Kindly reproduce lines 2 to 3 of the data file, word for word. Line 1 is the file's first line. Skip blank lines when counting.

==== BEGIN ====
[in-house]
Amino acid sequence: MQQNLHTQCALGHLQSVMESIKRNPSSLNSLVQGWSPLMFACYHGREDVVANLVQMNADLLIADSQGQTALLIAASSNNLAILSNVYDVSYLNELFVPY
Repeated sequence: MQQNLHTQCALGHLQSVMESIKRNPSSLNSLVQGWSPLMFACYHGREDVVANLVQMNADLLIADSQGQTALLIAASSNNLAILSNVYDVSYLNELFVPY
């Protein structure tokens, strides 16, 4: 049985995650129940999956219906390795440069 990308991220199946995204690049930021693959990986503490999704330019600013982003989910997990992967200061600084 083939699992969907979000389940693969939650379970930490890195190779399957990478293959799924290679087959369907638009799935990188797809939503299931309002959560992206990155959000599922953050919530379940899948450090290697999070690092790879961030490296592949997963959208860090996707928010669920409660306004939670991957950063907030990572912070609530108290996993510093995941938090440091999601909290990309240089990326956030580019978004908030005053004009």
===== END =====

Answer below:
Amino acid sequence: MQQNLHTQCALGHLQSVMESIKRNPSSLNSLVQGWSPLMFACYHGREDVVANLVQMNADLLIADSQGQTALLIAASSNNLAILSNVYDVSYLNELFVPY
Repeated sequence: MQQNLHTQCALGHLQSVMESIKRNPSSLNSLVQGWSPLMFACYHGREDVVANLVQMNADLLIADSQGQTALLIAASSNNLAILSNVYDVSYLNELFVPY